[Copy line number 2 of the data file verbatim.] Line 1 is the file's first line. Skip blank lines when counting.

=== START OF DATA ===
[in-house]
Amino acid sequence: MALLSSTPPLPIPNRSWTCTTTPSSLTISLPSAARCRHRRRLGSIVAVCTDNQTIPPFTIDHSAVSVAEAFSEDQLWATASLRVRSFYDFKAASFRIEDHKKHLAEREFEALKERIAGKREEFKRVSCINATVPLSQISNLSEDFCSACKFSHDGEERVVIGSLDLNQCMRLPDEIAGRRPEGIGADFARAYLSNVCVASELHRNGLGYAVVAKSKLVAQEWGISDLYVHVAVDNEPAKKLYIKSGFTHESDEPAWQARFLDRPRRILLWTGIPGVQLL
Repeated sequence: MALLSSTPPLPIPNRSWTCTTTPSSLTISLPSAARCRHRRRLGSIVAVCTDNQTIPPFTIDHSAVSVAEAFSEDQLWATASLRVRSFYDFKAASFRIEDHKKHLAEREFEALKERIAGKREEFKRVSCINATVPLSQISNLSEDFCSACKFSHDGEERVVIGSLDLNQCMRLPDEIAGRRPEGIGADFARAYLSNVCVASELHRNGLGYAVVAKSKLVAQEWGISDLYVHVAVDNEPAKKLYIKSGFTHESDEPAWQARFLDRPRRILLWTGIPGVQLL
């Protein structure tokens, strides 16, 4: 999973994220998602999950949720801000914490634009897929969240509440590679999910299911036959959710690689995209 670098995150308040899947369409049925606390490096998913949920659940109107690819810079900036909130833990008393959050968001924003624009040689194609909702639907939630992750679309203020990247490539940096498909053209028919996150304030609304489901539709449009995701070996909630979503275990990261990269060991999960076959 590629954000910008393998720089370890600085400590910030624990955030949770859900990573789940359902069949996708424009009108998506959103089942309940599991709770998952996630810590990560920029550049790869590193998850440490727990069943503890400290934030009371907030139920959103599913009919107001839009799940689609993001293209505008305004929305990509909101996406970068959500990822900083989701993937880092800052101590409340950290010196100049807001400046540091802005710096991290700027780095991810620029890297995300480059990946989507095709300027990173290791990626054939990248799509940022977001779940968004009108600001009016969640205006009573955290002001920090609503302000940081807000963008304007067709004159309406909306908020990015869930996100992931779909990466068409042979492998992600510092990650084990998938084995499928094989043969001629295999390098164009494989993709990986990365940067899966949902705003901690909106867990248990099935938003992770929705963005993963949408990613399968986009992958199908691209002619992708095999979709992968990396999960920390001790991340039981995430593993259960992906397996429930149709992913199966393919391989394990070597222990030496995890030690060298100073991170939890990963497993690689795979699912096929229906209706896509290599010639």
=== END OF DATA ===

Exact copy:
Amino acid sequence: MALLSSTPPLPIPNRSWTCTTTPSSLTISLPSAARCRHRRRLGSIVAVCTDNQTIPPFTIDHSAVSVAEAFSEDQLWATASLRVRSFYDFKAASFRIEDHKKHLAEREFEALKERIAGKREEFKRVSCINATVPLSQISNLSEDFCSACKFSHDGEERVVIGSLDLNQCMRLPDEIAGRRPEGIGADFARAYLSNVCVASELHRNGLGYAVVAKSKLVAQEWGISDLYVHVAVDNEPAKKLYIKSGFTHESDEPAWQARFLDRPRRILLWTGIPGVQLL